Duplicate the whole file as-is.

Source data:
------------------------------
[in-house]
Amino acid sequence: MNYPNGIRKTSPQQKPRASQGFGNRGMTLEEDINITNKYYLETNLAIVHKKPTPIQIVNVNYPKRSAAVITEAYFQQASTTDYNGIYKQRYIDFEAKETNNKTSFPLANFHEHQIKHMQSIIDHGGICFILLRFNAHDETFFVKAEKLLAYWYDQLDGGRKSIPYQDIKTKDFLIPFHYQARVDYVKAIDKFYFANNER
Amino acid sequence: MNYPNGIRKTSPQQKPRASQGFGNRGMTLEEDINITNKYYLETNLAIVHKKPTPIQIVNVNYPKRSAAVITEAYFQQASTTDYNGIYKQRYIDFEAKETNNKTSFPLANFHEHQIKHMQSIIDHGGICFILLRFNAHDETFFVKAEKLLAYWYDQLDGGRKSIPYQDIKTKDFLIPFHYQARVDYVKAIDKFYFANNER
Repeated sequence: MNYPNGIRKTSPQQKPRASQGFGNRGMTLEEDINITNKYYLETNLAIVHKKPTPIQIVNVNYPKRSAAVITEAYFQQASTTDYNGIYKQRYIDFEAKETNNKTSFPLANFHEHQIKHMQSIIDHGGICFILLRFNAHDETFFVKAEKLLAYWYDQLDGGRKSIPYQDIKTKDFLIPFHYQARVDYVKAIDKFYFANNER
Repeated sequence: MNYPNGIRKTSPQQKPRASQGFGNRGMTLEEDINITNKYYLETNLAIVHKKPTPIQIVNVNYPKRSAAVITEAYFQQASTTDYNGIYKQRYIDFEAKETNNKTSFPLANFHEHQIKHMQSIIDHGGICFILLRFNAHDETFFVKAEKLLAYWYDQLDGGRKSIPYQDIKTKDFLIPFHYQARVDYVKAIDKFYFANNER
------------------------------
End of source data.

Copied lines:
[in-house]
Amino acid sequence: MNYPNGIRKTSPQQKPRASQGFGNRGMTLEEDINITNKYYLETNLAIVHKKPTPIQIVNVNYPKRSAAVITEAYFQQASTTDYNGIYKQRYIDFEAKETNNKTSFPLANFHEHQIKHMQSIIDHGGICFILLRFNAHDETFFVKAEKLLAYWYDQLDGGRKSIPYQDIKTKDFLIPFHYQARVDYVKAIDKFYFANNER
Amino acid sequence: MNYPNGIRKTSPQQKPRASQGFGNRGMTLEEDINITNKYYLETNLAIVHKKPTPIQIVNVNYPKRSAAVITEAYFQQASTTDYNGIYKQRYIDFEAKETNNKTSFPLANFHEHQIKHMQSIIDHGGICFILLRFNAHDETFFVKAEKLLAYWYDQLDGGRKSIPYQDIKTKDFLIPFHYQARVDYVKAIDKFYFANNER
Repeated sequence: MNYPNGIRKTSPQQKPRASQGFGNRGMTLEEDINITNKYYLETNLAIVHKKPTPIQIVNVNYPKRSAAVITEAYFQQASTTDYNGIYKQRYIDFEAKETNNKTSFPLANFHEHQIKHMQSIIDHGGICFILLRFNAHDETFFVKAEKLLAYWYDQLDGGRKSIPYQDIKTKDFLIPFHYQARVDYVKAIDKFYFANNER
Repeated sequence: MNYPNGIRKTSPQQKPRASQGFGNRGMTLEEDINITNKYYLETNLAIVHKKPTPIQIVNVNYPKRSAAVITEAYFQQASTTDYNGIYKQRYIDFEAKETNNKTSFPLANFHEHQIKHMQSIIDHGGICFILLRFNAHDETFFVKAEKLLAYWYDQLDGGRKSIPYQDIKTKDFLIPFHYQARVDYVKAIDKFYFANNER